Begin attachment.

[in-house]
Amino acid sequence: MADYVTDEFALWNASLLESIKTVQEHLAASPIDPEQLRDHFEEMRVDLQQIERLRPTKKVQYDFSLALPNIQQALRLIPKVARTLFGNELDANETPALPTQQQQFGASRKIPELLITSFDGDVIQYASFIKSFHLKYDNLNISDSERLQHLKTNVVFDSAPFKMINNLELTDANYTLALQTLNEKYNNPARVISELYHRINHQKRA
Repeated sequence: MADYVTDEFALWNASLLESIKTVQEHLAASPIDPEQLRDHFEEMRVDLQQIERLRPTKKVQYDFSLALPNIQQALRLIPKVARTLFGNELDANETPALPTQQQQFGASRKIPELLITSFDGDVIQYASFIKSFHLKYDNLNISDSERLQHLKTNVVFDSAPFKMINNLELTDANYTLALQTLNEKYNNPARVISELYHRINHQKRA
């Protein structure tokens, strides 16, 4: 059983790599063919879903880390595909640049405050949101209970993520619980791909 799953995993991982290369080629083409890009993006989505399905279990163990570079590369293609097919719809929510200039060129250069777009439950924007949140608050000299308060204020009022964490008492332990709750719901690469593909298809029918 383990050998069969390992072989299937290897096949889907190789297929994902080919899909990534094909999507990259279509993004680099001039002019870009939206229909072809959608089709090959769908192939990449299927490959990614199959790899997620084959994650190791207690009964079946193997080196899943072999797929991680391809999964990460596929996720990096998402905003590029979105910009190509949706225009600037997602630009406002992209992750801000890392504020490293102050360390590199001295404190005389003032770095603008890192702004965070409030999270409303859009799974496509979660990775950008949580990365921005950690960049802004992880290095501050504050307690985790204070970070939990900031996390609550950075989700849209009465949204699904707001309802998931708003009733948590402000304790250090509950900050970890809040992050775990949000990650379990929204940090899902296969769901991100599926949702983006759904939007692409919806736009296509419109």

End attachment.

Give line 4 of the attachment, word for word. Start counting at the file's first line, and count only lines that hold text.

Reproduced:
């Protein structure tokens, strides 16, 4: 059983790599063919879903880390595909640049405050949101209970993520619980791909 799953995993991982290369080629083409890009993006989505399905279990163990570079590369293609097919719809929510200039060129250069777009439950924007949140608050000299308060204020009022964490008492332990709750719901690469593909298809029918 383990050998069969390992072989299937290897096949889907190789297929994902080919899909990534094909999507990259279509993004680099001039002019870009939206229909072809959608089709090959769908192939990449299927490959990614199959790899997620084959994650190791207690009964079946193997080196899943072999797929991680391809999964990460596929996720990096998402905003590029979105910009190509949706225009600037997602630009406002992209992750801000890392504020490293102050360390590199001295404190005389003032770095603008890192702004965070409030999270409303859009799974496509979660990775950008949580990365921005950690960049802004992880290095501050504050307690985790204070970070939990900031996390609550950075989700849209009465949204699904707001309802998931708003009733948590402000304790250090509950900050970890809040992050775990949000990650379990929204940090899902296969769901991100599926949702983006759904939007692409919806736009296509419109």